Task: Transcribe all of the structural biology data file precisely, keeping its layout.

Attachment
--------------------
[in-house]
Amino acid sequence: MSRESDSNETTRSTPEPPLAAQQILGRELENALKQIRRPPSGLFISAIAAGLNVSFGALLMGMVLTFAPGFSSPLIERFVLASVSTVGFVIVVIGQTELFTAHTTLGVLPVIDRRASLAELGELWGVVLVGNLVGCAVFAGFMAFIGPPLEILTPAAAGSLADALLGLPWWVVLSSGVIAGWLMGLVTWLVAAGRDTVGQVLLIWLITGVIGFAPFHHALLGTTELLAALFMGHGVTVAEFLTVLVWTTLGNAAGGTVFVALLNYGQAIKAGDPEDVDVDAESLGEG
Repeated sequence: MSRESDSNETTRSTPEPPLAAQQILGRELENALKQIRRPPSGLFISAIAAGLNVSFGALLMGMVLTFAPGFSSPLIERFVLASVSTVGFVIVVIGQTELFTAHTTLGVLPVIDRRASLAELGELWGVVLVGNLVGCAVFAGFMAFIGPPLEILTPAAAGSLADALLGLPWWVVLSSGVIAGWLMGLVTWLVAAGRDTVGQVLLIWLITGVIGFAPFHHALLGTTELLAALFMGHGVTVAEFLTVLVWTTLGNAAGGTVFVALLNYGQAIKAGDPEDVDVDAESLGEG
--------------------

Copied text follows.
[in-house]
Amino acid sequence: MSRESDSNETTRSTPEPPLAAQQILGRELENALKQIRRPPSGLFISAIAAGLNVSFGALLMGMVLTFAPGFSSPLIERFVLASVSTVGFVIVVIGQTELFTAHTTLGVLPVIDRRASLAELGELWGVVLVGNLVGCAVFAGFMAFIGPPLEILTPAAAGSLADALLGLPWWVVLSSGVIAGWLMGLVTWLVAAGRDTVGQVLLIWLITGVIGFAPFHHALLGTTELLAALFMGHGVTVAEFLTVLVWTTLGNAAGGTVFVALLNYGQAIKAGDPEDVDVDAESLGEG
Repeated sequence: MSRESDSNETTRSTPEPPLAAQQILGRELENALKQIRRPPSGLFISAIAAGLNVSFGALLMGMVLTFAPGFSSPLIERFVLASVSTVGFVIVVIGQTELFTAHTTLGVLPVIDRRASLAELGELWGVVLVGNLVGCAVFAGFMAFIGPPLEILTPAAAGSLADALLGLPWWVVLSSGVIAGWLMGLVTWLVAAGRDTVGQVLLIWLITGVIGFAPFHHALLGTTELLAALFMGHGVTVAEFLTVLVWTTLGNAAGGTVFVALLNYGQAIKAGDPEDVDVDAESLGEG